It is about that time of the year when companies are trying to finalize their future budget cycle and financial allocations. Companies allocate roughly 5%, and even upwards of 10% for some industries, of company revenue for IT budget. This equates to a very large sum when you start considering the various companies in the financial, tech, retail, and manufacturing industries. To put it in perspective, a company with $10 billion in annual revenue would spend approximately $500 million. So this begs the question: Are the executives and upper management in a position to make intelligent and innovative business decisions with the data provided coming from the IT department?
LET’S TAKE A LOOK AT SOME OF THE CHALLENGES COMPANIES FACE WHEN TRYING TO FINALIZE THE FUTURE IT BUDGET.
- No governance established – Many companies do not have an established governance, policies, or procedures in place to efficiently manage the lifecycle of IT assets. More often I see companies working as separate groups in segregated systems with no set standards and no defined ownership. This type of behavior leads to inefficiency of resources, increased risks, and costly mistakes.
- No attention to IT Asset Management – The majority of companies have never had IT Asset Management practices at the forefront. There has not been a champion to own and incorporate it, so other priorities continue to undermine ITAM. There may also be misconceptions around ITAM practices that play a part in how well adopted they become, and stakeholders have not been properly informed of the need for it so it continues to take the back seat.
- No ITAM Maturity – There are many companies that have basic ITAM processes in place, but many of them are manual and lacking important data points. There may not be enough resources to effectively manage and optimize the entire IT asset portfolio, the necessary tools for doing so may not be available, or a combination of the two, prevent companies from moving up the maturity scale. Also, different departments and lines of business are working separately instead of together. This makes it extremely difficult to operate with efficiency and agility and to make strategic and innovative decisions.
SO WHAT DO YOU DO? DON’T WORRY, THERE IS HOPE!
Start by creating your “why” statement. Why is IT Asset Management important to the company? Support your argument with concrete examples and statistics to get the attention of executives and decision makers. Executive level buy-in is critical for making an ITAM practice successful.
Once you have executive support, work with key stakeholders on determining your highest priorities. What has the most impact on the various lines of business? Criteria may include things like largest area of spend, compliance/audit risk, time period of renewal or true-up.
You may currently be a in a position of preparing to finalize the 2020 budget, and the task feels daunting if you identify with any or all of the challenges listed above. You may know that you need to present the challenges to managers to gain their support, but you are not sure how or where to start. If so, we would love to help you get started.
We can partner with you at any point along your journey to help you map out and execute ITAM maturity.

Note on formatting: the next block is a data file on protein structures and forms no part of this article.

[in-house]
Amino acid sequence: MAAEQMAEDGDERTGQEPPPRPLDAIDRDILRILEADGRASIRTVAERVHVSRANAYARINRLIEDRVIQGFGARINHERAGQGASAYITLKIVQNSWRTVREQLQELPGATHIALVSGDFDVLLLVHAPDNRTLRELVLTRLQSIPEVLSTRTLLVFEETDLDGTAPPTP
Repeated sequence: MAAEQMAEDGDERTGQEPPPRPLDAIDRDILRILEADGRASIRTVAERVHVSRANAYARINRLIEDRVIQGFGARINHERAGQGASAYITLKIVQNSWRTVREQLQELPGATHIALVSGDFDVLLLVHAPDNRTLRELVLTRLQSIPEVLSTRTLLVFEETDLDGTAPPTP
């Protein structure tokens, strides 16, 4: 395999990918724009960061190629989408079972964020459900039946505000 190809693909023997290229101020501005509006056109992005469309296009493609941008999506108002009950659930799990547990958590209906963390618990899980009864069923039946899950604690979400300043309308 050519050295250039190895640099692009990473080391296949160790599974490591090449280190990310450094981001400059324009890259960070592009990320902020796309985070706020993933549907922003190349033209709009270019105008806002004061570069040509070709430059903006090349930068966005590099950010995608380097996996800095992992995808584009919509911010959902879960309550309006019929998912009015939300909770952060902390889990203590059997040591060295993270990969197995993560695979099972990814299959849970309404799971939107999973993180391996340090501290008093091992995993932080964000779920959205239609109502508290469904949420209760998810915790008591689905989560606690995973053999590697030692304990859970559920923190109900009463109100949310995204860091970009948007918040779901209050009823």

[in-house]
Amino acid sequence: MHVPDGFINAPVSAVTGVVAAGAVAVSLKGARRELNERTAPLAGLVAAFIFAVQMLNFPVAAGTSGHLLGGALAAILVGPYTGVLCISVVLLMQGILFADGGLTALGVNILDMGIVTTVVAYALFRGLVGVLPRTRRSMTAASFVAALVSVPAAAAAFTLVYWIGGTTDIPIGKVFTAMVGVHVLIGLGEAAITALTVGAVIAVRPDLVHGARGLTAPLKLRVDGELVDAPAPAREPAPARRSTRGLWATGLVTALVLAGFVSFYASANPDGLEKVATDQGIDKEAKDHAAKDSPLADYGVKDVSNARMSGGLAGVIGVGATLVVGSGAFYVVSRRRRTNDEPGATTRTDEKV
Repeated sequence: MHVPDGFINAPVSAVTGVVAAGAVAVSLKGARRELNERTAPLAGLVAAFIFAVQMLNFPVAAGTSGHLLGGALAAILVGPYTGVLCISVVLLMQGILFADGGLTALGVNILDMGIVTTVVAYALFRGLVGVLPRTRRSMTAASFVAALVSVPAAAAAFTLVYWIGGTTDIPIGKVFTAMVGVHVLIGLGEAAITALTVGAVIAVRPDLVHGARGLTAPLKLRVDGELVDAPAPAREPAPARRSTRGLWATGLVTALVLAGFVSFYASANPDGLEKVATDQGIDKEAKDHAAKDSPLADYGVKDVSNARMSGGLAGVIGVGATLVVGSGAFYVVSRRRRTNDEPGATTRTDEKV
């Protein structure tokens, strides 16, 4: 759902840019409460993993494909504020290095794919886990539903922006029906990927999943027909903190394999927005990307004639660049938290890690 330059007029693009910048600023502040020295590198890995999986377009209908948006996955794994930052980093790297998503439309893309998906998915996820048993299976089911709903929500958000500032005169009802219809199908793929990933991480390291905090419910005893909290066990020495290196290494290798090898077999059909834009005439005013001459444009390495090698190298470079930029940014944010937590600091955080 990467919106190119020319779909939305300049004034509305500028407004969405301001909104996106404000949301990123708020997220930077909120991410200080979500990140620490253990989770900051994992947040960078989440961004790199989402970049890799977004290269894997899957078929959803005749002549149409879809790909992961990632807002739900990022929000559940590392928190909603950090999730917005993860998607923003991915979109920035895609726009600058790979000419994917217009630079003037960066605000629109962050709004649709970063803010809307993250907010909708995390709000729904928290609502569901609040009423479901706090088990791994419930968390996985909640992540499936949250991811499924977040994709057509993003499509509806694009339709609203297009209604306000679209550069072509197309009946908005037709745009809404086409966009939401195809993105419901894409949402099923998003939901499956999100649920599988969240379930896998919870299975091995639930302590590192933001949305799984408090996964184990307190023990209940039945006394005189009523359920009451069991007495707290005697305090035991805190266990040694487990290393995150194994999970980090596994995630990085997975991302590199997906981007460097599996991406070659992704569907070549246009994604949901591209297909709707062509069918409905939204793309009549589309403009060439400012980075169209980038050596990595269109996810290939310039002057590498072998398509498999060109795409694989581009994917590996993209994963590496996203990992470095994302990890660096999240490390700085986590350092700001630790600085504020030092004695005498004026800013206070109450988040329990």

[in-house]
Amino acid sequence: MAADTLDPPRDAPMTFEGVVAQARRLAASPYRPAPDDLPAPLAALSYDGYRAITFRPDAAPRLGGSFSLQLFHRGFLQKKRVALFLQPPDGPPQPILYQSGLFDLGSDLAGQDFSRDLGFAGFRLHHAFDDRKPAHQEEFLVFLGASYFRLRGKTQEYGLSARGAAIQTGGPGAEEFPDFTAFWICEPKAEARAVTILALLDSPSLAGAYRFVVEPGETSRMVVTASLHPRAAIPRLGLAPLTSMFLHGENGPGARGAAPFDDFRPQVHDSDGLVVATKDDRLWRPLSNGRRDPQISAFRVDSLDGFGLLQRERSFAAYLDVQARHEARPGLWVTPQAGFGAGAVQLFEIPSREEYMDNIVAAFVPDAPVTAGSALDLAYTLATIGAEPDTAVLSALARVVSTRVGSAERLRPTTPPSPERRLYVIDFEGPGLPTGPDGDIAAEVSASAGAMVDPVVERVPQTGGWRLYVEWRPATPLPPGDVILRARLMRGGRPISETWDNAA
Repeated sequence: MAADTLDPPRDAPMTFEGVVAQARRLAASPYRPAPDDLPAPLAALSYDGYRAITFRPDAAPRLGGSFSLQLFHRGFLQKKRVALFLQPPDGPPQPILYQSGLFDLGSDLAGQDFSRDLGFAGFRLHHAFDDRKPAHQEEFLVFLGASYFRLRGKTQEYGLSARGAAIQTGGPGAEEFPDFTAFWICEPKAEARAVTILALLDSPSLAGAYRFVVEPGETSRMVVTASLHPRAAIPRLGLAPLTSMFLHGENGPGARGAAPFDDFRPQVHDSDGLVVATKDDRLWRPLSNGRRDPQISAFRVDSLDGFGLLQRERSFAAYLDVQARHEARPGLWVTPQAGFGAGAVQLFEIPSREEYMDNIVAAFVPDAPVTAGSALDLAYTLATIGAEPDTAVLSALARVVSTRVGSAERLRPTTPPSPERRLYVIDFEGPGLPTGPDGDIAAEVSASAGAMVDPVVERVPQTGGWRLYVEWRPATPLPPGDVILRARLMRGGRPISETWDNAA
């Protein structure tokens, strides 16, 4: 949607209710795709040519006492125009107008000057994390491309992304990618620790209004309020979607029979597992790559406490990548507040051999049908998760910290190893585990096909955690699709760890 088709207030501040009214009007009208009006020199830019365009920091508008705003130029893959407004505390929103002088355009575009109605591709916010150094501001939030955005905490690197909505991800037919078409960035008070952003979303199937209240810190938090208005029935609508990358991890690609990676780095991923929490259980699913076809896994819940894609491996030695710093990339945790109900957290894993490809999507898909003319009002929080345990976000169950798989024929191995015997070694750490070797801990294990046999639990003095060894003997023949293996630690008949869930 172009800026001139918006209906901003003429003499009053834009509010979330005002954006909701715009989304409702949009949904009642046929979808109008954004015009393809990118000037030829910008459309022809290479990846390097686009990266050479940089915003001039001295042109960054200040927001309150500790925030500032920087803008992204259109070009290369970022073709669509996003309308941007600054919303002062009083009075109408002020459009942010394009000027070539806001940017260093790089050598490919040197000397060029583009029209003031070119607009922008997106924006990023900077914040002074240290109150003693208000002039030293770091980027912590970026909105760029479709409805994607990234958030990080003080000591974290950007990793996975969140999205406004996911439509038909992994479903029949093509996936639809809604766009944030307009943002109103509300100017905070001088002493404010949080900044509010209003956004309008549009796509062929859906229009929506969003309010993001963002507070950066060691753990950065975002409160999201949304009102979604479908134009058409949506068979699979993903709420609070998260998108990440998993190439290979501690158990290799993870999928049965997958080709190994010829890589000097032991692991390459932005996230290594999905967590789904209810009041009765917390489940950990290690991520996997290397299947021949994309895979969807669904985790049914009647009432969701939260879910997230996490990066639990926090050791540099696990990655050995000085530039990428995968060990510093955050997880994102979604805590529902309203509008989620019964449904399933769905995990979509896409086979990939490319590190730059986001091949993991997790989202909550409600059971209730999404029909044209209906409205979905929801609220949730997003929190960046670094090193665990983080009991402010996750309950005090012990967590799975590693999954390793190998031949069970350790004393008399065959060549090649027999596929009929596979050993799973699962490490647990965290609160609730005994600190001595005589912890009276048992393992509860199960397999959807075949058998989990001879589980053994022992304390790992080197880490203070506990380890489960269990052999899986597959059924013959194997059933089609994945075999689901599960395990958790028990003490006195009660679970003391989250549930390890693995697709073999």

To take advantage of Sub-capacity licensing and its inherent value, IBM customers are required to: 1) Install either the IBM License Metric Tool (ILMT) or BigFix Inventory (BFI). 2) Produce audit reporting on at least a quarterly basis, and 3) Retain such reports continuously for 2 years. However, while IBM mandates the use of these tools for Sub-capacity license owners, it does not contractually require that they be used to their optimal capabilities. This is where many customers miss an important opportunity to start down the road toward formalized Software Asset Management.
IBM requires the use of these tools only where sub-capacity software is installed, but if the BigFix agenting is installed elsewhere, organizations can discover other non sub-capacity IBM software instances (and in the case of BigFix Inventory, over 40,000 other software titles from over 9,600 other publishers).
Like many IBM customers, the last company I worked for installed ILMT, and struggled with it initially. Early versions of the tool were hardly perfect, and this gave it a “bad rep” with the IT staff. With perseverance however, we were eventually able to stabilize the application and begin to extract some value from it in the form of software discovery reporting and the requisite audit reporting.
We quickly realized, however, that the value of software discovery data (on their own) is extremely limited. To make sense of the data that were captured, more background information was needed.
Specifically we required a complete understanding of the IBM licensing inventory we held; without which we were unable to accurately bundle products within ILMT or produce even the simplest reconciliation to our Effective License Position.
Once this was compiled however, we found that we were able to better control our software estate, and as an unforeseen secondary benefit, found ourselves well on our way down the path of Software Asset Management (all because we were using a contractually required IBM tool.)
If you are interested in understanding how ILMT can provide additional value and be a ‘Gateway to SAM’ for your own journey, please read the complete article at: //itak.iaitam.org/ilmt-gateway-sam.
Software scans—like those performed with ILMT—are familiar to just about anybody working in Software Asset Management (SAM). They keep you compliant, help ensure there won’t be any surprises during a software audit, and are critical for giving you important details about your software inventory.
But the problem with software scans is that they require a huge amount of processing power—so much that they can overload your server and compromise the ability of your host to function properly. Dynamic scan groups were created to solve this problem.